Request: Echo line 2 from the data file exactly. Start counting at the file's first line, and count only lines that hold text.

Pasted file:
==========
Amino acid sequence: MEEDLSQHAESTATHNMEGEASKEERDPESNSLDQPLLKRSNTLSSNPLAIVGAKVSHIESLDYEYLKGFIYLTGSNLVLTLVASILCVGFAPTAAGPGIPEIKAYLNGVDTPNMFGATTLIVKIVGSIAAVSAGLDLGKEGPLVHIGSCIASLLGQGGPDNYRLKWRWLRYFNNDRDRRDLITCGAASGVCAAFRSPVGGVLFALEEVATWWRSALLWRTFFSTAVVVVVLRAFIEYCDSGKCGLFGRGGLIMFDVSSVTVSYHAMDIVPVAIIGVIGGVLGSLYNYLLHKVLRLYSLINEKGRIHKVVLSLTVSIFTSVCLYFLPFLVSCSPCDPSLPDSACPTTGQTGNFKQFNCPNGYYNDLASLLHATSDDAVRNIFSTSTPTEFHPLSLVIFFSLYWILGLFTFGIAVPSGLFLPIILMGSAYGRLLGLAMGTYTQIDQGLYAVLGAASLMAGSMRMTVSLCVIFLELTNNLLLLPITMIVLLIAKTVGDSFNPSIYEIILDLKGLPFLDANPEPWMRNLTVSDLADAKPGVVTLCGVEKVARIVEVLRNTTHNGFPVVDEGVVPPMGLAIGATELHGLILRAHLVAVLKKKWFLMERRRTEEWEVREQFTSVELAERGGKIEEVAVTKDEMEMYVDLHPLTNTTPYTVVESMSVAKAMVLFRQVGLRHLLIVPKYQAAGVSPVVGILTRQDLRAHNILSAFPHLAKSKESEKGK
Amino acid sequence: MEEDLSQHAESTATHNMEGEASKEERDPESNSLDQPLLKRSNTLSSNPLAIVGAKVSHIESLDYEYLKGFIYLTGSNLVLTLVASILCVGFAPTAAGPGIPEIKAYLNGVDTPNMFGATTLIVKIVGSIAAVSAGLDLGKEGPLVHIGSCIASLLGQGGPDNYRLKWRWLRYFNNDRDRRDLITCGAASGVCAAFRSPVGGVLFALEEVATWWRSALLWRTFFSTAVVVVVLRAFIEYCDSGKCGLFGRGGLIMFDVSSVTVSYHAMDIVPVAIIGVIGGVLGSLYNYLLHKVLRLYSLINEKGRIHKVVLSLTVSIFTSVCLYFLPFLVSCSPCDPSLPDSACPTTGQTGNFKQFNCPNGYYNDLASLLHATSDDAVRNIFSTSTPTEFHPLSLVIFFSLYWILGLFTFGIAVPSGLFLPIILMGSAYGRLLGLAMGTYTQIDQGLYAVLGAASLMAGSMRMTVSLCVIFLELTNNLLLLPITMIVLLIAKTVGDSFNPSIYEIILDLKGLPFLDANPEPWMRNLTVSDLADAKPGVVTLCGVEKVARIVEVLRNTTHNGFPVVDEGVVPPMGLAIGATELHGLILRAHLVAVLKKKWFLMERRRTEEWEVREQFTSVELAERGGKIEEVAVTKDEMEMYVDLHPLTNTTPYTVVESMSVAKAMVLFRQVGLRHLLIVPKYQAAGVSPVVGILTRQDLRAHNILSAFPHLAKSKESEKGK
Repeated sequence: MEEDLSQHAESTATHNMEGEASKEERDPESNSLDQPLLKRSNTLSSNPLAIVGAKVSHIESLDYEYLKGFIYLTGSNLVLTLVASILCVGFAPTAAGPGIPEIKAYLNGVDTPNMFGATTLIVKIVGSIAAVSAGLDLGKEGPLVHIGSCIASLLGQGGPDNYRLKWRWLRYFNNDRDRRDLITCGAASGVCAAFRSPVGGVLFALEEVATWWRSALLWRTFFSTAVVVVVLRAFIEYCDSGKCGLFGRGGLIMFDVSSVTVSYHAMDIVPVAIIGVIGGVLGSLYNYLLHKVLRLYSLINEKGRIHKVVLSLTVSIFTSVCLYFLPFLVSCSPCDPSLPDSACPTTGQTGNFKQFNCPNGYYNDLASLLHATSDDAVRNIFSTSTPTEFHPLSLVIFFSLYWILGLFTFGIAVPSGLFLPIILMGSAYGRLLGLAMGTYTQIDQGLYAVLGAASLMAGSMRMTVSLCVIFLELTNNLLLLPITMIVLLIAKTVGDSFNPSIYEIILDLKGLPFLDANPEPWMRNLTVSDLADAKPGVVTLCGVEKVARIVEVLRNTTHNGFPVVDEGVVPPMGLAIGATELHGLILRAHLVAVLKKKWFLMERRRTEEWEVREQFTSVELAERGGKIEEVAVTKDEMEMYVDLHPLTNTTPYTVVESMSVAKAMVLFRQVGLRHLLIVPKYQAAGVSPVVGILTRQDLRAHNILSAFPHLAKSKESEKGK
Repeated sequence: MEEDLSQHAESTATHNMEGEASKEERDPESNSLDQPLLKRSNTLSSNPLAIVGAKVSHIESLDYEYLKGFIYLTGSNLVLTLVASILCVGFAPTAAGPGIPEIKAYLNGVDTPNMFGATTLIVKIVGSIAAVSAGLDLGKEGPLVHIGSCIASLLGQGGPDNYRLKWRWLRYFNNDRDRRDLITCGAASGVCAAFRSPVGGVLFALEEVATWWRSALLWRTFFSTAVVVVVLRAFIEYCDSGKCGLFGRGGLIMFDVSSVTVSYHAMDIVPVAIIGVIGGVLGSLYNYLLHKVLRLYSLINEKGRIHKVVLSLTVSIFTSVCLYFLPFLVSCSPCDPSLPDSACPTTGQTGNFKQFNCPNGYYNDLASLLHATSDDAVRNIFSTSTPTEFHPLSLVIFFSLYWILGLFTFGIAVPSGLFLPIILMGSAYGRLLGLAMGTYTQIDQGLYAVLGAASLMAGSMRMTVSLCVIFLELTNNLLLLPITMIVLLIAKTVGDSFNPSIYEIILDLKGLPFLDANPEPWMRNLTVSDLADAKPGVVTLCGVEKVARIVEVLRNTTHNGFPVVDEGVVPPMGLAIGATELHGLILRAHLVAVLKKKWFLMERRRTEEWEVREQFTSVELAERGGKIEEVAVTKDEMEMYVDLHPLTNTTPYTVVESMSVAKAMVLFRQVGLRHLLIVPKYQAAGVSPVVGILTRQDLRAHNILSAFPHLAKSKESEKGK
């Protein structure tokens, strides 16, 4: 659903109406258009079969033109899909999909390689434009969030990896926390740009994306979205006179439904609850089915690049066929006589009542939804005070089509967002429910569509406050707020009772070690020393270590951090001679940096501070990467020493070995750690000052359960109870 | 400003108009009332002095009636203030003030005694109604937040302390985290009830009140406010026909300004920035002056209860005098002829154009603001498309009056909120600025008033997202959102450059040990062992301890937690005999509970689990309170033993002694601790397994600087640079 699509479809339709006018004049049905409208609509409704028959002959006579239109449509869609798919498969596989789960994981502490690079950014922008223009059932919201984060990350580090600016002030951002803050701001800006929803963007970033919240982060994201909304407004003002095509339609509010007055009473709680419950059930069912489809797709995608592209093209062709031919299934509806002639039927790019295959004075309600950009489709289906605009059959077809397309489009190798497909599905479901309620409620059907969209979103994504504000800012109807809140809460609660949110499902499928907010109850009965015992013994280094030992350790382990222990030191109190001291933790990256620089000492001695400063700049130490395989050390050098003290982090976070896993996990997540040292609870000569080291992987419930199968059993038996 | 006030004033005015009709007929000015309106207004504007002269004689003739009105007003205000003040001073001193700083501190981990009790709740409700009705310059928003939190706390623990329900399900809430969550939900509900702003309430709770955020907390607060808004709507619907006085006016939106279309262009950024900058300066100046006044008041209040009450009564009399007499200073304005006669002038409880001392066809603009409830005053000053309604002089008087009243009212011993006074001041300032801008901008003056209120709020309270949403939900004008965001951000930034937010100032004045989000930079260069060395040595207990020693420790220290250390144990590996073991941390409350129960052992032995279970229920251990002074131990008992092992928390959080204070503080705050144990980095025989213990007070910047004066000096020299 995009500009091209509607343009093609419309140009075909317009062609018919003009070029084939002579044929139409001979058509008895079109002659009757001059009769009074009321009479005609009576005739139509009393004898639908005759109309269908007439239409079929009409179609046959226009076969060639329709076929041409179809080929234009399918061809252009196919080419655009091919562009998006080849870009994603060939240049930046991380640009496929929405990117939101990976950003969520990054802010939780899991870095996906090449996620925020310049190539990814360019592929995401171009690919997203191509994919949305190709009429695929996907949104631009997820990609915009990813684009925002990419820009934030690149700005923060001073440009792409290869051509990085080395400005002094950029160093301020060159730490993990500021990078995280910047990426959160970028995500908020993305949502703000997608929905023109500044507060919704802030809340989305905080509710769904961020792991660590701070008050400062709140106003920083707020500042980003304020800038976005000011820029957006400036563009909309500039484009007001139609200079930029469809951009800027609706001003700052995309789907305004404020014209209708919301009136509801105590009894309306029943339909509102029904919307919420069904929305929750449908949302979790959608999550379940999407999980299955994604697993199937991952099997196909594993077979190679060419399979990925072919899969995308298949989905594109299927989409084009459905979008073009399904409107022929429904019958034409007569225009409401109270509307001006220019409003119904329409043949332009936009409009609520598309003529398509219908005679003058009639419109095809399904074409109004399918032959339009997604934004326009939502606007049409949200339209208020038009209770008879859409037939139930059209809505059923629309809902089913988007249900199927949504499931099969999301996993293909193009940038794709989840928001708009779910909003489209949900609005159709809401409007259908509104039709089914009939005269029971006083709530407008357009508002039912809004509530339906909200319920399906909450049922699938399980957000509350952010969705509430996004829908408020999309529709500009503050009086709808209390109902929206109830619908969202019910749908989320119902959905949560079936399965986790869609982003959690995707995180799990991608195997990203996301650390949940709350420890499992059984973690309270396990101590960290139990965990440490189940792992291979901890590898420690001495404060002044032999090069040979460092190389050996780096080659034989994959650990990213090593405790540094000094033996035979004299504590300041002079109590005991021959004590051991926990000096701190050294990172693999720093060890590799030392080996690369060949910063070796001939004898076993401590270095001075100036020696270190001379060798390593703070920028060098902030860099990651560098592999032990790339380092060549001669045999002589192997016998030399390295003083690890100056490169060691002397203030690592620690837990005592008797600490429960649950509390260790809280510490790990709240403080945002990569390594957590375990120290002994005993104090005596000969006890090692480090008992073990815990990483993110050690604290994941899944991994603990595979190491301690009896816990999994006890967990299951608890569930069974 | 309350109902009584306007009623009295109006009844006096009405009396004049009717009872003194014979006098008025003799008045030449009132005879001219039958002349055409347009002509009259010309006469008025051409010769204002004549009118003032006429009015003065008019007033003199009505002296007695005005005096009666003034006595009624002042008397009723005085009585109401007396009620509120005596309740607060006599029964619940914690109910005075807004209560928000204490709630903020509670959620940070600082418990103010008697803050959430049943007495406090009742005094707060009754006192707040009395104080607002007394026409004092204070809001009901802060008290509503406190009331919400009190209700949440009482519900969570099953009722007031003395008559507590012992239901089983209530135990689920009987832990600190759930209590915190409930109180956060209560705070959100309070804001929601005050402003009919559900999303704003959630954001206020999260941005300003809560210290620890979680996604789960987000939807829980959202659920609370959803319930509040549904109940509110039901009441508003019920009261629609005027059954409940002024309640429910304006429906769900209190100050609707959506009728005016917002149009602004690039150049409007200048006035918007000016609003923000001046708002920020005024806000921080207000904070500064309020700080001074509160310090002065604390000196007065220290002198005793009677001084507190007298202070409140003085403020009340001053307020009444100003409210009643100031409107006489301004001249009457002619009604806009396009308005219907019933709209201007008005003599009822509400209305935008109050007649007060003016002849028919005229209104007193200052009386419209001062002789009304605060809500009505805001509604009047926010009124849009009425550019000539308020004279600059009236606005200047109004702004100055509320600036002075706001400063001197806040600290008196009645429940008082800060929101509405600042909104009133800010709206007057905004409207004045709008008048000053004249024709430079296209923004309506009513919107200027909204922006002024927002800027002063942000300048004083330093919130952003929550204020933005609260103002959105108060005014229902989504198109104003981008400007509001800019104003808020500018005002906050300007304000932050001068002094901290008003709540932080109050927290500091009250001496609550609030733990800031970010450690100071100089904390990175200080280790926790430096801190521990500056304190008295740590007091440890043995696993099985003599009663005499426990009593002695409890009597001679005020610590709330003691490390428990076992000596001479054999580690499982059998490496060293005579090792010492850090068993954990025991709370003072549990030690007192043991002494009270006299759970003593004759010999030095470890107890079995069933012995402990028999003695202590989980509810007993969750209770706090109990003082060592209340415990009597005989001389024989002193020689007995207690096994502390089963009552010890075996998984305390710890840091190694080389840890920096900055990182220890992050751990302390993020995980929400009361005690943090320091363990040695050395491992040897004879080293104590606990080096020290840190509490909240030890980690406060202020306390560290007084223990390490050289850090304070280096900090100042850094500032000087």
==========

Amino acid sequence: MEEDLSQHAESTATHNMEGEASKEERDPESNSLDQPLLKRSNTLSSNPLAIVGAKVSHIESLDYEYLKGFIYLTGSNLVLTLVASILCVGFAPTAAGPGIPEIKAYLNGVDTPNMFGATTLIVKIVGSIAAVSAGLDLGKEGPLVHIGSCIASLLGQGGPDNYRLKWRWLRYFNNDRDRRDLITCGAASGVCAAFRSPVGGVLFALEEVATWWRSALLWRTFFSTAVVVVVLRAFIEYCDSGKCGLFGRGGLIMFDVSSVTVSYHAMDIVPVAIIGVIGGVLGSLYNYLLHKVLRLYSLINEKGRIHKVVLSLTVSIFTSVCLYFLPFLVSCSPCDPSLPDSACPTTGQTGNFKQFNCPNGYYNDLASLLHATSDDAVRNIFSTSTPTEFHPLSLVIFFSLYWILGLFTFGIAVPSGLFLPIILMGSAYGRLLGLAMGTYTQIDQGLYAVLGAASLMAGSMRMTVSLCVIFLELTNNLLLLPITMIVLLIAKTVGDSFNPSIYEIILDLKGLPFLDANPEPWMRNLTVSDLADAKPGVVTLCGVEKVARIVEVLRNTTHNGFPVVDEGVVPPMGLAIGATELHGLILRAHLVAVLKKKWFLMERRRTEEWEVREQFTSVELAERGGKIEEVAVTKDEMEMYVDLHPLTNTTPYTVVESMSVAKAMVLFRQVGLRHLLIVPKYQAAGVSPVVGILTRQDLRAHNILSAFPHLAKSKESEKGK